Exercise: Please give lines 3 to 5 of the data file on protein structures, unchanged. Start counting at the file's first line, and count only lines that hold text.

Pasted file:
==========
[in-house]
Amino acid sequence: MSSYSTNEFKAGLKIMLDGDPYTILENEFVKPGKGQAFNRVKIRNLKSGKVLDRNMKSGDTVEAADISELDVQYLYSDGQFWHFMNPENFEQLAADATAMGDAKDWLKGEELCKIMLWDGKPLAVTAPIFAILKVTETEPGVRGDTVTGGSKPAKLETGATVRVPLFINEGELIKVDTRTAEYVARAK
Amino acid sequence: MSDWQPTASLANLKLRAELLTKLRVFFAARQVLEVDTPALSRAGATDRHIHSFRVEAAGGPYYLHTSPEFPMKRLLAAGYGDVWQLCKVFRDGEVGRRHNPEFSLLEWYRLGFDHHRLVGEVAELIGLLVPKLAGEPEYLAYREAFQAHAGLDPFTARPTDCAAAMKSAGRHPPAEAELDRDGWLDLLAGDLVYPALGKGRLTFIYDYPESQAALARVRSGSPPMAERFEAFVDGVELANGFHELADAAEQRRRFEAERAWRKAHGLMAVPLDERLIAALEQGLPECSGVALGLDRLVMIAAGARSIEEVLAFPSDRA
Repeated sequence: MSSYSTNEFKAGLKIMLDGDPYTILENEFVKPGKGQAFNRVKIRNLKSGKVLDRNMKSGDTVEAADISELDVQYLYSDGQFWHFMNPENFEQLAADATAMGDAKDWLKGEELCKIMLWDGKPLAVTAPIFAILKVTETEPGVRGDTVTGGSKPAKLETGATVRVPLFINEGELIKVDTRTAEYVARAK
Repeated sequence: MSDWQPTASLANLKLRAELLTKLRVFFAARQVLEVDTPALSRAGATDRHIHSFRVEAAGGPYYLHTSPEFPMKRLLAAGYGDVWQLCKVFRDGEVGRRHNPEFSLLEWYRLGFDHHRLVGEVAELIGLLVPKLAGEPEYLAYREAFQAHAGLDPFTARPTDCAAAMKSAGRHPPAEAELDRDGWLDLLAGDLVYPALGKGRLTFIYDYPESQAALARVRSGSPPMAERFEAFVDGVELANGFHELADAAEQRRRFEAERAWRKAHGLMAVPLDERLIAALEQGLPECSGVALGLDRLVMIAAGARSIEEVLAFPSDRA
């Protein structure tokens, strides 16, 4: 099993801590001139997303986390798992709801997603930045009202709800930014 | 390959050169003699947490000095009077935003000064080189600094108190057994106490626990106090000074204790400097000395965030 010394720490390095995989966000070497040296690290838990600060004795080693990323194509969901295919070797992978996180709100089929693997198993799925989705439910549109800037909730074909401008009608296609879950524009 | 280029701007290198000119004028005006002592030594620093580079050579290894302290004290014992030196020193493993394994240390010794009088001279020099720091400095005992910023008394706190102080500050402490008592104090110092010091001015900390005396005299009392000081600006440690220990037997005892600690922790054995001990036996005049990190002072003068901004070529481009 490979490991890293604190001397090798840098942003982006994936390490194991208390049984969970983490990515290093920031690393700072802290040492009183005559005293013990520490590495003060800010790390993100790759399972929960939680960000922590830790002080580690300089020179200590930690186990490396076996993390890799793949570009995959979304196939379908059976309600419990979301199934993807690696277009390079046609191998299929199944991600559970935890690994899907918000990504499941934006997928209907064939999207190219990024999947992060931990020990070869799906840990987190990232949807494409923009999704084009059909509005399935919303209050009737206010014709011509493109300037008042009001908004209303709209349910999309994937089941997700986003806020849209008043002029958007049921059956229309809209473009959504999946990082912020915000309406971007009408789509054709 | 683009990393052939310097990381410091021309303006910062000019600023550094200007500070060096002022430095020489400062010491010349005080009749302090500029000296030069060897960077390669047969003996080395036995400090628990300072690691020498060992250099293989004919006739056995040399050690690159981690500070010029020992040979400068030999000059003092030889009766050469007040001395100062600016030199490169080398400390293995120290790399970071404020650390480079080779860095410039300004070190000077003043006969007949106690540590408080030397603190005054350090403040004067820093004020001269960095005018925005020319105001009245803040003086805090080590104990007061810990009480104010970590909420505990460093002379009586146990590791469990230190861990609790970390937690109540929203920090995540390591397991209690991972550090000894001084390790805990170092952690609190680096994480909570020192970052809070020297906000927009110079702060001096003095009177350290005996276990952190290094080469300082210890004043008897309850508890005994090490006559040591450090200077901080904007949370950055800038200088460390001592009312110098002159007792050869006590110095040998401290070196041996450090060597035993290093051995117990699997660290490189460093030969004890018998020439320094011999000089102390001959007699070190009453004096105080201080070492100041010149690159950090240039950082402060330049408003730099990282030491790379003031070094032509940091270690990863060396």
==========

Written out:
Amino acid sequence: MSDWQPTASLANLKLRAELLTKLRVFFAARQVLEVDTPALSRAGATDRHIHSFRVEAAGGPYYLHTSPEFPMKRLLAAGYGDVWQLCKVFRDGEVGRRHNPEFSLLEWYRLGFDHHRLVGEVAELIGLLVPKLAGEPEYLAYREAFQAHAGLDPFTARPTDCAAAMKSAGRHPPAEAELDRDGWLDLLAGDLVYPALGKGRLTFIYDYPESQAALARVRSGSPPMAERFEAFVDGVELANGFHELADAAEQRRRFEAERAWRKAHGLMAVPLDERLIAALEQGLPECSGVALGLDRLVMIAAGARSIEEVLAFPSDRA
Repeated sequence: MSSYSTNEFKAGLKIMLDGDPYTILENEFVKPGKGQAFNRVKIRNLKSGKVLDRNMKSGDTVEAADISELDVQYLYSDGQFWHFMNPENFEQLAADATAMGDAKDWLKGEELCKIMLWDGKPLAVTAPIFAILKVTETEPGVRGDTVTGGSKPAKLETGATVRVPLFINEGELIKVDTRTAEYVARAK
Repeated sequence: MSDWQPTASLANLKLRAELLTKLRVFFAARQVLEVDTPALSRAGATDRHIHSFRVEAAGGPYYLHTSPEFPMKRLLAAGYGDVWQLCKVFRDGEVGRRHNPEFSLLEWYRLGFDHHRLVGEVAELIGLLVPKLAGEPEYLAYREAFQAHAGLDPFTARPTDCAAAMKSAGRHPPAEAELDRDGWLDLLAGDLVYPALGKGRLTFIYDYPESQAALARVRSGSPPMAERFEAFVDGVELANGFHELADAAEQRRRFEAERAWRKAHGLMAVPLDERLIAALEQGLPECSGVALGLDRLVMIAAGARSIEEVLAFPSDRA